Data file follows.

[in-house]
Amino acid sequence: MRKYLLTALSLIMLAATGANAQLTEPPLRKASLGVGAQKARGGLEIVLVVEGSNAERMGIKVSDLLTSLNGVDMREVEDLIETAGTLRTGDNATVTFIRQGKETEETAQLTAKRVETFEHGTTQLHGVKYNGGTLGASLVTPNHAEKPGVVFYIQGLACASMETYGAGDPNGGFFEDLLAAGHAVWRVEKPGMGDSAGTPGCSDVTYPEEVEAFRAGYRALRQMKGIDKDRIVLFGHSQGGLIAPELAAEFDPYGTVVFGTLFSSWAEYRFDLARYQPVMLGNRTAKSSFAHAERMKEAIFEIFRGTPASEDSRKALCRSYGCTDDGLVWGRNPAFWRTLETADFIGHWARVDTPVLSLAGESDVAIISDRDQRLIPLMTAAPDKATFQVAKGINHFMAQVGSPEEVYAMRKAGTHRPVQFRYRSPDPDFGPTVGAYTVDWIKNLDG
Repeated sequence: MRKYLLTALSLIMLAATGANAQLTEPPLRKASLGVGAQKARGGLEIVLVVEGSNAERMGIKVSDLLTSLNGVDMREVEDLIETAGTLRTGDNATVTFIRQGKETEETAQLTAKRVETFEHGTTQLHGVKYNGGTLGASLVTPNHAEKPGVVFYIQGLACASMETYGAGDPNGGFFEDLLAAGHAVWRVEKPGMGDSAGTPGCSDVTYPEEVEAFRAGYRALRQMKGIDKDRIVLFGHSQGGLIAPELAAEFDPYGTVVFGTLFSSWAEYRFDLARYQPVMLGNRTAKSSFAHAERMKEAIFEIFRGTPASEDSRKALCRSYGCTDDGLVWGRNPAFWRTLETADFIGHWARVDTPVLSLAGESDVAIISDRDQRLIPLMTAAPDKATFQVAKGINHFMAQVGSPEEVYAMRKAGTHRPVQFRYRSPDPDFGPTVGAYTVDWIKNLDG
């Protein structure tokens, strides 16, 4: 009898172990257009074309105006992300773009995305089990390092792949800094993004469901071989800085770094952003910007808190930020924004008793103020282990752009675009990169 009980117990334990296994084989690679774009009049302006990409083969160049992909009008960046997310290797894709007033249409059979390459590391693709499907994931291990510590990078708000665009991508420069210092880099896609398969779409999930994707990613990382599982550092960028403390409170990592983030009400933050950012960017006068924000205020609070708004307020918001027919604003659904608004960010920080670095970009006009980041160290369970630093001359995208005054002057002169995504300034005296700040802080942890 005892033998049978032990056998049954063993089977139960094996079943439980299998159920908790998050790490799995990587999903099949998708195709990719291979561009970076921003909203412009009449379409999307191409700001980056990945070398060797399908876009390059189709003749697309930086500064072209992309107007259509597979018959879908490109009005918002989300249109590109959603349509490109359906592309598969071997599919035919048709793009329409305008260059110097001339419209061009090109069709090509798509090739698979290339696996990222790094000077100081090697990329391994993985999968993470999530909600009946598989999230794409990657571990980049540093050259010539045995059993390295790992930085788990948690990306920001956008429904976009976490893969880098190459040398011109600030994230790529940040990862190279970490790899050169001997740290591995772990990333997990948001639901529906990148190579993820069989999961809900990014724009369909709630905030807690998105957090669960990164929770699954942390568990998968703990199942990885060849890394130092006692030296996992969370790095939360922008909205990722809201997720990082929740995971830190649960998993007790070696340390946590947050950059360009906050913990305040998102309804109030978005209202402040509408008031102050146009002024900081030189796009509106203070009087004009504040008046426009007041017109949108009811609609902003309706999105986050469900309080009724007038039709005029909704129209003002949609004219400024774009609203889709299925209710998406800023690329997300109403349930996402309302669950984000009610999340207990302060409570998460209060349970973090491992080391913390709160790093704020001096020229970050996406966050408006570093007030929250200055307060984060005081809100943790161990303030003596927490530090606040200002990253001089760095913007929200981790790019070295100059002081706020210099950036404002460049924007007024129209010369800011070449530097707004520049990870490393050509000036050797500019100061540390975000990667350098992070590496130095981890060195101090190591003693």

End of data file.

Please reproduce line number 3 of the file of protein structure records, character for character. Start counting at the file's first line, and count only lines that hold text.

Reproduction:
Repeated sequence: MRKYLLTALSLIMLAATGANAQLTEPPLRKASLGVGAQKARGGLEIVLVVEGSNAERMGIKVSDLLTSLNGVDMREVEDLIETAGTLRTGDNATVTFIRQGKETEETAQLTAKRVETFEHGTTQLHGVKYNGGTLGASLVTPNHAEKPGVVFYIQGLACASMETYGAGDPNGGFFEDLLAAGHAVWRVEKPGMGDSAGTPGCSDVTYPEEVEAFRAGYRALRQMKGIDKDRIVLFGHSQGGLIAPELAAEFDPYGTVVFGTLFSSWAEYRFDLARYQPVMLGNRTAKSSFAHAERMKEAIFEIFRGTPASEDSRKALCRSYGCTDDGLVWGRNPAFWRTLETADFIGHWARVDTPVLSLAGESDVAIISDRDQRLIPLMTAAPDKATFQVAKGINHFMAQVGSPEEVYAMRKAGTHRPVQFRYRSPDPDFGPTVGAYTVDWIKNLDG